None of the top officers of Toledo's largest firm received bonuses last year, although the chief executive officer collected a salary increase.
Dana Corp., which restated its earnings for four years last year and this year filed for Chapter 11 bankruptcy protection, paid CEO Michael Burns a salary of $1.03 million last year, no bonus, and other cash compensation of $197,000, the firm said in a regulatory filing late yesterday.
Mr. Burns in the year before, his first at the helm of one of the nation's largest independent automotive parts suppliers, was paid $826,000 in salary and $1.1 million in bonuses and other cash benefits.
Although his total compensation plummeted from 2004, when he led the CEOs at the Toledo area's companies with publicly traded stock, his boost in salary placed him at the top in that category locally last year.
Other officers not receiving bonuses were Robert Richter, now retired, chief financial officer; Bernard Cole, retired president of the heavy-vehicle technologies unit; Michael DeBacker, general counsel; and James Laisure, retired president of the automotive systems group.
Some industry analysts questioned whether Mr. Richter should have been aware of or had practices in place to prevent the accounting problems in the commercial vehicle unit last year that resulted in profits being cut $44 million over four years.
Mr. Richter received a $547,000 salary last year, plus stock and some other compensation, and this year received a pension payout of $1.4 million. The other retired executives also received payouts.
Dana, in a required financial filing with the U.S. Securities and Exchange Commission, said yesterday it lost $1.6 billion, or $10.73 a share, last year, down from a revised $62 million, or 41 cents a share, profit the year before.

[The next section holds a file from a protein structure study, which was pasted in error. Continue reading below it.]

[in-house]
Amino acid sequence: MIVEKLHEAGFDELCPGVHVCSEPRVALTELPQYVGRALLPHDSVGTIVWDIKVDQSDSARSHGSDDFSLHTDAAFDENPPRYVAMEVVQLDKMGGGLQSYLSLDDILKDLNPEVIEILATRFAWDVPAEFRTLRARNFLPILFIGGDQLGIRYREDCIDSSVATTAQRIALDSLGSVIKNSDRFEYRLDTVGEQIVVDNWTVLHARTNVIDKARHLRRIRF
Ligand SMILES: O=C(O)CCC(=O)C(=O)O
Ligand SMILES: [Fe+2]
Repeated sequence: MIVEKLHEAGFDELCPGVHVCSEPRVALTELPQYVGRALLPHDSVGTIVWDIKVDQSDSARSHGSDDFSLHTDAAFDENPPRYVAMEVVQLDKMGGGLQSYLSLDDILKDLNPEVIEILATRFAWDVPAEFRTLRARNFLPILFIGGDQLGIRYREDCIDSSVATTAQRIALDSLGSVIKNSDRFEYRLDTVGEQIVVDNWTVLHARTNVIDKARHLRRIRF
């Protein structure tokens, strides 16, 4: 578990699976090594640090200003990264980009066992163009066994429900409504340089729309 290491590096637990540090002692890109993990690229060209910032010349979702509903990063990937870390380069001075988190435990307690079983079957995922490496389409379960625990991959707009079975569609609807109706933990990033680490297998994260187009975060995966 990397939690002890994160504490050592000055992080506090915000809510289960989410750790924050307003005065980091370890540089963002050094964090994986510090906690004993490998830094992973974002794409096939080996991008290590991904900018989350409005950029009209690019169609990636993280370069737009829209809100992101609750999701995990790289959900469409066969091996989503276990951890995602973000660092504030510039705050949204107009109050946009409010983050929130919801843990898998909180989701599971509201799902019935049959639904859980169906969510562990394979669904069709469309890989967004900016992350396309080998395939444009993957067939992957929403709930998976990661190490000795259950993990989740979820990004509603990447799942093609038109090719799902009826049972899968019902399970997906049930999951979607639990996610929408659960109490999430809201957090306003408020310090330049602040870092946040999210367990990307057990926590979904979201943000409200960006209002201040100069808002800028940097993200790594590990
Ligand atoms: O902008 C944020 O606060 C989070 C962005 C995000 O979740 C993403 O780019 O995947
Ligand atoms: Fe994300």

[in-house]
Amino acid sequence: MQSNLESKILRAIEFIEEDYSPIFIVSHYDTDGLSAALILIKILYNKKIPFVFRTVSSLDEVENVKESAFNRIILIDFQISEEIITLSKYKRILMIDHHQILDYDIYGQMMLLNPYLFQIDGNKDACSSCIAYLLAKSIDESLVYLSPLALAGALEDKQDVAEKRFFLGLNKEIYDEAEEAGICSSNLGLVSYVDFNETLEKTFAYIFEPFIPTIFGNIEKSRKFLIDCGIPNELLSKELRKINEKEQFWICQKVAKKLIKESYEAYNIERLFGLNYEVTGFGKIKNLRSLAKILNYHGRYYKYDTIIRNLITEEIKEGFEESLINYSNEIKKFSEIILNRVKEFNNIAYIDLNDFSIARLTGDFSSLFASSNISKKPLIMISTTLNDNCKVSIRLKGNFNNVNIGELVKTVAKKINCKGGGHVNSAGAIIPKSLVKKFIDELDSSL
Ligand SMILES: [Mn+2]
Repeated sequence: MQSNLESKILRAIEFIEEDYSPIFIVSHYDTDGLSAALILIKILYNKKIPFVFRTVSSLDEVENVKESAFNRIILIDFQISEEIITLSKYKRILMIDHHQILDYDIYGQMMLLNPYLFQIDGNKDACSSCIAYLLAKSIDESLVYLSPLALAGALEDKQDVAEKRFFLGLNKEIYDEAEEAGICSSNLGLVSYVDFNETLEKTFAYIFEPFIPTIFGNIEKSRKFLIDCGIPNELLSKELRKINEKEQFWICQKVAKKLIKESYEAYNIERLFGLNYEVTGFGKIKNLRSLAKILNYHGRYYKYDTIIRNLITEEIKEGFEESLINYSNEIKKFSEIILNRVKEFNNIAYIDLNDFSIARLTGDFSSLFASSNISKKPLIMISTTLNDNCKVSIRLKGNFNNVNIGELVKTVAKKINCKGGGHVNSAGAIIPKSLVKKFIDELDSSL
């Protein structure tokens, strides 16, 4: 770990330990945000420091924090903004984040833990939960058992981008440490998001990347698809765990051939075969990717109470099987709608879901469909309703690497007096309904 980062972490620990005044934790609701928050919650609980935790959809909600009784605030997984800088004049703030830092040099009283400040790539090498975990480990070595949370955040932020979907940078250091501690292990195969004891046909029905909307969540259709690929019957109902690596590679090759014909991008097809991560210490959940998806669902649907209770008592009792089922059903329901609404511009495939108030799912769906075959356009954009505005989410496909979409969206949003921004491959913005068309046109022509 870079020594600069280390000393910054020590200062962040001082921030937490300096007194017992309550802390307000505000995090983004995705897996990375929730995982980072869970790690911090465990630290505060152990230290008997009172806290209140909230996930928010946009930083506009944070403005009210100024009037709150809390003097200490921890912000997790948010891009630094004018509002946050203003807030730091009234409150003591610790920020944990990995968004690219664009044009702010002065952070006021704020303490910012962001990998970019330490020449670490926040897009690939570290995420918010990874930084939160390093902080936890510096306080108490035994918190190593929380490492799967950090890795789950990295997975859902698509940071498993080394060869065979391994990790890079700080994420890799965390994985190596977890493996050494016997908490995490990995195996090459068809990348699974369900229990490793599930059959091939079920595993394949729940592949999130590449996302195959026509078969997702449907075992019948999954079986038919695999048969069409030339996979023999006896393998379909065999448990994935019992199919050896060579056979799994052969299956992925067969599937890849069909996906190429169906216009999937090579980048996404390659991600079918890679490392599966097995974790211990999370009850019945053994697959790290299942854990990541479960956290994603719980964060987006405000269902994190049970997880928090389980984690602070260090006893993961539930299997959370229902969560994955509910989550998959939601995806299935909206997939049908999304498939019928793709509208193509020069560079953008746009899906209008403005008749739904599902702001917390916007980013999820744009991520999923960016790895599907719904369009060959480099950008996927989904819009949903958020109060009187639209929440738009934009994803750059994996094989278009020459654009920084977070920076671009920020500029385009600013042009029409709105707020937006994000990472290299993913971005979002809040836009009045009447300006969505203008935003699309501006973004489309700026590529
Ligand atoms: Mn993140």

The figures were the virtually the same as in a preliminary report the firm issued last month.
The company also said it had sales last year of $8.6 billion, not counting the $1.2 billion or so from three business units it is trying to sell, also consistent with its earlier report. A year earlier, the firm reported $7.8 billion in sales for comparable operations.
The firm's commercial truck unit had slumping margins even though sales of commercial trucks in the country generally rose. The increased business, the filing stated, created "production inefficiencies" at a Kentucky plant, resulting in higher overtime, added warehousing, and other costs.
The multi-national firm, which filed for bankruptcy protection March 3 in New York, is not holding its usual annual shareholders meeting this year as it works to draft a bankruptcy-exit plan. Its stock, removed from the New York Stock Exchange, closed yesterday at $1.95.